Lots of news and views to review from the last week or so ...
So liberal-minded cities and universities have rallied against Chick-fil-A because its president voiced religious opposition to same-sex marriage. Not a position I would endorse but probably not one solely held by Dan T. Cathy, son of the founder, S. Truett Cathy, a deeply religious man whose beliefs are underscored by keeping all 1,600 of his restaurants closed on Sundays.
The liberal elite wants to make an example of Chick-fil-A, denying it permission to open new units or by revoking existing permits. I wonder, though, would these same liberals denounce one of their store favorites if they knew it harbored similar anti-gay biases? As Matt Bai reported in the July 22 NY Times Sunday magazine, Target in 2010 contributed $150,000 to a Minnesota group backing a conservative candidate opposing gay marriage.
During Sunday night’s telecast of the NY Yankees-Boston Red Sox game, the camera lingered on Paul Simon in the box seats at Yankee Stadium. Yes, he’s worth pointing out to the audience. But what about the mustachioed gentleman sitting to his left? He probably wields as much influence, if not more, than Simon, though not as an entertainer. He does it with the weight of his ideas, the scope of his vision, the power of his reasoning. That man was Thomas L. Friedman, foreign affairs columnist for The NY Times. Sadly, neither the broadcasters on ESPN nor the people in the control booth had any idea who he was.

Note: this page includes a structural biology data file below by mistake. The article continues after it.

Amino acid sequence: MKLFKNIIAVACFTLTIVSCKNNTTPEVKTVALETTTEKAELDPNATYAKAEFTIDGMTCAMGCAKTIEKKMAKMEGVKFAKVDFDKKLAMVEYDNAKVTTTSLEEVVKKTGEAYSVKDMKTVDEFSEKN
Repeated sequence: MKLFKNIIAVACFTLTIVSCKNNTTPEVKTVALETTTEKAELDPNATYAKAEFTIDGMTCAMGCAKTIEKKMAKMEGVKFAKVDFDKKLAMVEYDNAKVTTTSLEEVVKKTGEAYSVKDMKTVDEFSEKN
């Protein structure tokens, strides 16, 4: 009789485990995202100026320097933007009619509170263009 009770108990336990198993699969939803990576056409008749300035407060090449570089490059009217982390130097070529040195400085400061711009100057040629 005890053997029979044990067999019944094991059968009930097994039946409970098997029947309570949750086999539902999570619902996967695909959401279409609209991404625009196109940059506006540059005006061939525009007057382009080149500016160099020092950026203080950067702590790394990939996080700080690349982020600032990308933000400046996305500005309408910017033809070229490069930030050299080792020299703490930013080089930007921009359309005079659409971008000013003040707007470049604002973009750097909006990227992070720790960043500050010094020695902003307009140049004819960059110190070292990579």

Sticking with foreign affairs, Mitt Romney continued his gaffe-prone world tour, this time praising Poland’s vibrant economy while ignoring its 12% unemployment rate (50% higher than U.S. jobless rate), and lauding Solidarity for its part in overturning Communist rule. Solidarity, however, reacted coolly to Romney’s visit because of his anti-union positions in America. Former Solidarity leader Lech Walesa, on the other hand, who invited Romney to Poland, praised him.
On a topic that can be classified as “nothing new here,” an article suggesting Barack Obama’s mother might have had African ancestry has caused quite a stir, with conservative commentators suggesting it’s merely a ploy to make the president’s life story appear more appealing while liberals are fascinated by the possibility.
Regardless of its veracity, the research by Ancestry.com demonstrated that just as happens today, in the distant past blacks received unequal, more severe punishment for identical crimes committed by whites. According to Ancestry.com, a geneology company based in Provo, Utah, an African indentured servant named John Punch escaped from Virginia in 1640. After his capture in Maryland along with two white escapees, Punch received a life sentence of servitude, a punishment “harsher than what the white servants received,” The Times reported. The two white men received just four additional years of servitude.